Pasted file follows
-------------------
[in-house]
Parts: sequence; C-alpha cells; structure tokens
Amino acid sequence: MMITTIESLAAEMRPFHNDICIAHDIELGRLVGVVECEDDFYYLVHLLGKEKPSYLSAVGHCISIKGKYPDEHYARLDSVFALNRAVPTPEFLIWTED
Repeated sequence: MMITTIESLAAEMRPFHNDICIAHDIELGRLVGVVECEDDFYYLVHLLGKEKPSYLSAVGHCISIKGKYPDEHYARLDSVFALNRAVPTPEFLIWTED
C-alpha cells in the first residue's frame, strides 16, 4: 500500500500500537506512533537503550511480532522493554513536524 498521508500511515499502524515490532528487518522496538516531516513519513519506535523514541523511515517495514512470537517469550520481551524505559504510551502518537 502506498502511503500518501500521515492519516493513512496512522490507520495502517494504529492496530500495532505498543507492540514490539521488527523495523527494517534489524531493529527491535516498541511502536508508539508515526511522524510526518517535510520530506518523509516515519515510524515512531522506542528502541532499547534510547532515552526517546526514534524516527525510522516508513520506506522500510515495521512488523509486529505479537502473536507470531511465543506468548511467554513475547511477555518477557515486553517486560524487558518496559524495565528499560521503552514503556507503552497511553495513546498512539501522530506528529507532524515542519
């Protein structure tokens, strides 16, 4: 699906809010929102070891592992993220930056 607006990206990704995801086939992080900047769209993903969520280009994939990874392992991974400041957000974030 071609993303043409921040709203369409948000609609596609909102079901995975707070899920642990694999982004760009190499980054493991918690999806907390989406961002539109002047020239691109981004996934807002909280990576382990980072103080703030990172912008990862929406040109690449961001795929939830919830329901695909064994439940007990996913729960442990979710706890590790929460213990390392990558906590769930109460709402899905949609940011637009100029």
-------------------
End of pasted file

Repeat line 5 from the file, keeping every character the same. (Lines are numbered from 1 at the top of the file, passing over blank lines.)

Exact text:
C-alpha cells in the first residue's frame, strides 16, 4: 500500500500500537506512533537503550511480532522493554513536524 498521508500511515499502524515490532528487518522496538516531516513519513519506535523514541523511515517495514512470537517469550520481551524505559504510551502518537 502506498502511503500518501500521515492519516493513512496512522490507520495502517494504529492496530500495532505498543507492540514490539521488527523495523527494517534489524531493529527491535516498541511502536508508539508515526511522524510526518517535510520530506518523509516515519515510524515512531522506542528502541532499547534510547532515552526517546526514534524516527525510522516508513520506506522500510515495521512488523509486529505479537502473536507470531511465543506468548511467554513475547511477555518477557515486553517486560524487558518496559524495565528499560521503552514503556507503552497511553495513546498512539501522530506528529507532524515542519